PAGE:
So even though I still don’t like to wait on, well, anything…I know that waiting brings growth. Waiting brings trust. Waiting brings faith built upon faith. I can watch my kids wait for things and not feel the need to rescue because I know there is good in waiting. I can hold on to hope in waiting when the answers seem to be no where in sight because I’ve seen the faithfulness of a good, good Father.

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Running Towards the Dock

michael-sowa-kohler-s-pigWe saw about a hundred and three houses when we were house hunting. Seriously. Our agent, I’m sure, was ready to punch us square in the throat when we would text with a list of more houses. We weren’t entirely sure what we wanted but knew we’d know when we saw it. That’s the exact attitude that makes real estate agents want to pull their hair out.

In time, however, we started to narrow it down to a few “must have” and “must not haves” and our list got shorter and shorter. One of the houses on our short list in the end had Michael Sowa’s painting “Kohler’s Pig” on display in the living room. I’m assuming it was an original (or at least a really great print) because it was on a golden stand and was lit like a nice painting should be lit. I fell in love immediately. Not so much with the house, although it was an amazing house, but with the pig. I had never seen this painting before and didn’t have a clue as to who the painter was but Google solved all that for me with a quick finger swipe. Turns out there are lots of copies of this fabulous piece of art. You can get it in poster, canvas, t-shirt, coffee mug….all the regular art forms.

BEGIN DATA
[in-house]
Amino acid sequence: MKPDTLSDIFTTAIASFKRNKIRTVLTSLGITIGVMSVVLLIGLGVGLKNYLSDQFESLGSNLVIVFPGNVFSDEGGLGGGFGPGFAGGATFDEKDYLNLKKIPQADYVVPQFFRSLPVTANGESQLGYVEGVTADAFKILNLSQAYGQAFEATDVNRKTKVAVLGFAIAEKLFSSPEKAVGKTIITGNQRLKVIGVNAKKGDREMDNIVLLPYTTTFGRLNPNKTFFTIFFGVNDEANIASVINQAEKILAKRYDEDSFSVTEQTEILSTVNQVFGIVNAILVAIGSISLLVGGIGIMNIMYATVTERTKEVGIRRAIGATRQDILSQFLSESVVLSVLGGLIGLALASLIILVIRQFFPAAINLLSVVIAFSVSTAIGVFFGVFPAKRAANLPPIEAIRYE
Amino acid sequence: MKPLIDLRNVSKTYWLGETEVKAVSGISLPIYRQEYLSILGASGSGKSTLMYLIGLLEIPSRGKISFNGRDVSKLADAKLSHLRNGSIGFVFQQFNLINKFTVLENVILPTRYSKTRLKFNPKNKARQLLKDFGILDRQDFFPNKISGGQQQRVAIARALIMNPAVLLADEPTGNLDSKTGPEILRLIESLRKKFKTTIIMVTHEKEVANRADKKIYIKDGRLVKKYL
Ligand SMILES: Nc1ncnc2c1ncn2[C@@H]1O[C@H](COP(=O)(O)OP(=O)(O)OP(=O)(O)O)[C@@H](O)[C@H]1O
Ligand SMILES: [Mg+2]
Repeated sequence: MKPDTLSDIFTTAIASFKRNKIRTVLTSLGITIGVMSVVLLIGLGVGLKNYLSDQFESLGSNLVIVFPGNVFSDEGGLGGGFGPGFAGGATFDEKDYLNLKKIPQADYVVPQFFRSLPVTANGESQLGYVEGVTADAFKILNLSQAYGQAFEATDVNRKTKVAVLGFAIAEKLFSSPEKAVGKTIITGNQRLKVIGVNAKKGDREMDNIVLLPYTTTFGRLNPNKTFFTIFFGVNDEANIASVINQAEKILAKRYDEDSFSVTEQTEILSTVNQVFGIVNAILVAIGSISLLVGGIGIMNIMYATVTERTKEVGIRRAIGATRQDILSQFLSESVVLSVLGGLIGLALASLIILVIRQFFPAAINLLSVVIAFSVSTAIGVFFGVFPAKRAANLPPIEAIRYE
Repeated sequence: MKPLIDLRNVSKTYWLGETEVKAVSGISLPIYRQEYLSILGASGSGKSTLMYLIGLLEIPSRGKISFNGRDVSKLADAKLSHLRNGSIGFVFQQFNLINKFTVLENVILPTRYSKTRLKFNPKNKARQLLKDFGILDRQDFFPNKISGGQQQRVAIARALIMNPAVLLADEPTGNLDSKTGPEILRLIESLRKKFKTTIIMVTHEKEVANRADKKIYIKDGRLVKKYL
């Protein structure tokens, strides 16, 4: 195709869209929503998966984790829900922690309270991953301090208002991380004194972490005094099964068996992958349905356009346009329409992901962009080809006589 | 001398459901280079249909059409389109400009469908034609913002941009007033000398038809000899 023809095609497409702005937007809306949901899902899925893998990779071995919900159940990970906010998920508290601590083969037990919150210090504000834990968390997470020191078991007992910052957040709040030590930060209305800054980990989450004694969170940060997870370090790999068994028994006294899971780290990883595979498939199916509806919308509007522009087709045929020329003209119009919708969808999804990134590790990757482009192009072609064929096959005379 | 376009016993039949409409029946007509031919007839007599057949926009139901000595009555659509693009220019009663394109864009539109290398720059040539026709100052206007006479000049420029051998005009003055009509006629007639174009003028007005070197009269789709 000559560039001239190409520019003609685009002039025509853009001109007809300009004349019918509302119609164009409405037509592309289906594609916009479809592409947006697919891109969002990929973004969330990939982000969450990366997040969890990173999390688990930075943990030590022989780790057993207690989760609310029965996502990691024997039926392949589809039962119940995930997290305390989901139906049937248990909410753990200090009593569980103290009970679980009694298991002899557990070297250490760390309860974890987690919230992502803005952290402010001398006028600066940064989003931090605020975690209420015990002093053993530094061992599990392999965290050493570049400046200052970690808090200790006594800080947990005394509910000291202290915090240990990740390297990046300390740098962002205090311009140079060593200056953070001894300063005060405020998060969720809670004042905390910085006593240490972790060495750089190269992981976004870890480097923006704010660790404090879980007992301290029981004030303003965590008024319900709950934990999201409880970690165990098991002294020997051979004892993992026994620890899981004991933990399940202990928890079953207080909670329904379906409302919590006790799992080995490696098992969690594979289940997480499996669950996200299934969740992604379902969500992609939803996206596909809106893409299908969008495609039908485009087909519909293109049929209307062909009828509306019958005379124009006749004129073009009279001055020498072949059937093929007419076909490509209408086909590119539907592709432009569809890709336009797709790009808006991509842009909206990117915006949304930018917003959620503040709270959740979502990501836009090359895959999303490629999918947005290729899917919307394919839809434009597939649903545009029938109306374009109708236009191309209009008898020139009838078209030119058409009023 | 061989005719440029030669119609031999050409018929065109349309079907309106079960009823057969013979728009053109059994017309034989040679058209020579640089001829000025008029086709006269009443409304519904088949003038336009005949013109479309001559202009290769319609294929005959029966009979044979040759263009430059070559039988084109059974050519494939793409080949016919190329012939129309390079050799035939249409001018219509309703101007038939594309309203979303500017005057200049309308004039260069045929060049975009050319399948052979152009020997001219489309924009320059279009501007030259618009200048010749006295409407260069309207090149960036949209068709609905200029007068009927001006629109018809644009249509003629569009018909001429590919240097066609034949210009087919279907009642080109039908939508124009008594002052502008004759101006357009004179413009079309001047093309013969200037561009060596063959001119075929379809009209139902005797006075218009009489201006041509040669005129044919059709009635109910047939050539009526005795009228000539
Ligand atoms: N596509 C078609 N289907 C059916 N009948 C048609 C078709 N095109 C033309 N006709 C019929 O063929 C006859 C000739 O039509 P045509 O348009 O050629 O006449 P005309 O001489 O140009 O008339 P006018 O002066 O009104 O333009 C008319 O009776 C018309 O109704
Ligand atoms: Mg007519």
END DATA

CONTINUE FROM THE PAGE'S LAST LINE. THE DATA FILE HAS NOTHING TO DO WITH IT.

I’m sitting on my couch now in my new-to-us home and looking at Kohler’s Pig on my mantle. We bought a different house from the one where I first discovered this happy pig but I knew I wanted to find him again. I found a copy at a near by home decor store and asked the tired sales woman to climb her ladder to the very top shelf to retrieve it for me. I even had a coupon!  Although some of my friends have looked at me like I’m crazy I just really love this pig with my whole heart. I suppose it speaks to what life has felt like lately for us…lots of leaps of faith.

I want to imagine it was a really hot day when Kohler’s pig decided to make a break for it and ran as fast as he could to the pond. I think the water was cool and refreshing and that he swam in circles and twirls and fully enjoyed every moment of the leap. He probably had little butterflies in his belly when he was airborne but the water was bliss.